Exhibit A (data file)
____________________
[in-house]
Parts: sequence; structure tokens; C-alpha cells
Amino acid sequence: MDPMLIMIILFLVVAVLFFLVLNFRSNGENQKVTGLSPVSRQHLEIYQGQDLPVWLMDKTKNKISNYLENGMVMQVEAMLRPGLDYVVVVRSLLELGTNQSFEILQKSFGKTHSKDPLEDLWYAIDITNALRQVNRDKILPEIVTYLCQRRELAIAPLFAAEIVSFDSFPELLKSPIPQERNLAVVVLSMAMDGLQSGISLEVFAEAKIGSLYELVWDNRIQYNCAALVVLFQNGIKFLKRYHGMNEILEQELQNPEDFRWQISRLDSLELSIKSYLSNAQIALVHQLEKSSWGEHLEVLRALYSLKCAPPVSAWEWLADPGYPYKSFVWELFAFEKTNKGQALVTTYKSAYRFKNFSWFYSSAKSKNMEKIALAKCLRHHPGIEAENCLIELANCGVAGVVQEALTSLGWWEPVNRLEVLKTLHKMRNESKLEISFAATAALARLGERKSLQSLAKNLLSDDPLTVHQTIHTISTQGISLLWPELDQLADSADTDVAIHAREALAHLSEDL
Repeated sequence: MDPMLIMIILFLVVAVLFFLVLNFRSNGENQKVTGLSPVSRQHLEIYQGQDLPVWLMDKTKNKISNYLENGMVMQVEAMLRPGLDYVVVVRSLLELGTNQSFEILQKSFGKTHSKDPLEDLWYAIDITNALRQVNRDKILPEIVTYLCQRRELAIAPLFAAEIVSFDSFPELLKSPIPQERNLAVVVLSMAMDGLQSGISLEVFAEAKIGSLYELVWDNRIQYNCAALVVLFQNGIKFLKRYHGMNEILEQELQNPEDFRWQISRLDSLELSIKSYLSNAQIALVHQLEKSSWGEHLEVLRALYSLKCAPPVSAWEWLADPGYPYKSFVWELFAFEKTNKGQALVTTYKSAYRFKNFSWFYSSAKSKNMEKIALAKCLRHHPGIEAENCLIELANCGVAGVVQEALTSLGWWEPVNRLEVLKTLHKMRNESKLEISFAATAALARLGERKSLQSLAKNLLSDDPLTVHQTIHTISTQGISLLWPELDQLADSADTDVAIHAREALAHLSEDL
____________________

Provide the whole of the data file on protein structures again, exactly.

[in-house]
Parts: sequence; structure tokens; C-alpha cells
Amino acid sequence: MDPMLIMIILFLVVAVLFFLVLNFRSNGENQKVTGLSPVSRQHLEIYQGQDLPVWLMDKTKNKISNYLENGMVMQVEAMLRPGLDYVVVVRSLLELGTNQSFEILQKSFGKTHSKDPLEDLWYAIDITNALRQVNRDKILPEIVTYLCQRRELAIAPLFAAEIVSFDSFPELLKSPIPQERNLAVVVLSMAMDGLQSGISLEVFAEAKIGSLYELVWDNRIQYNCAALVVLFQNGIKFLKRYHGMNEILEQELQNPEDFRWQISRLDSLELSIKSYLSNAQIALVHQLEKSSWGEHLEVLRALYSLKCAPPVSAWEWLADPGYPYKSFVWELFAFEKTNKGQALVTTYKSAYRFKNFSWFYSSAKSKNMEKIALAKCLRHHPGIEAENCLIELANCGVAGVVQEALTSLGWWEPVNRLEVLKTLHKMRNESKLEISFAATAALARLGERKSLQSLAKNLLSDDPLTVHQTIHTISTQGISLLWPELDQLADSADTDVAIHAREALAHLSEDL
Repeated sequence: MDPMLIMIILFLVVAVLFFLVLNFRSNGENQKVTGLSPVSRQHLEIYQGQDLPVWLMDKTKNKISNYLENGMVMQVEAMLRPGLDYVVVVRSLLELGTNQSFEILQKSFGKTHSKDPLEDLWYAIDITNALRQVNRDKILPEIVTYLCQRRELAIAPLFAAEIVSFDSFPELLKSPIPQERNLAVVVLSMAMDGLQSGISLEVFAEAKIGSLYELVWDNRIQYNCAALVVLFQNGIKFLKRYHGMNEILEQELQNPEDFRWQISRLDSLELSIKSYLSNAQIALVHQLEKSSWGEHLEVLRALYSLKCAPPVSAWEWLADPGYPYKSFVWELFAFEKTNKGQALVTTYKSAYRFKNFSWFYSSAKSKNMEKIALAKCLRHHPGIEAENCLIELANCGVAGVVQEALTSLGWWEPVNRLEVLKTLHKMRNESKLEISFAATAALARLGERKSLQSLAKNLLSDDPLTVHQTIHTISTQGISLLWPELDQLADSADTDVAIHAREALAHLSEDL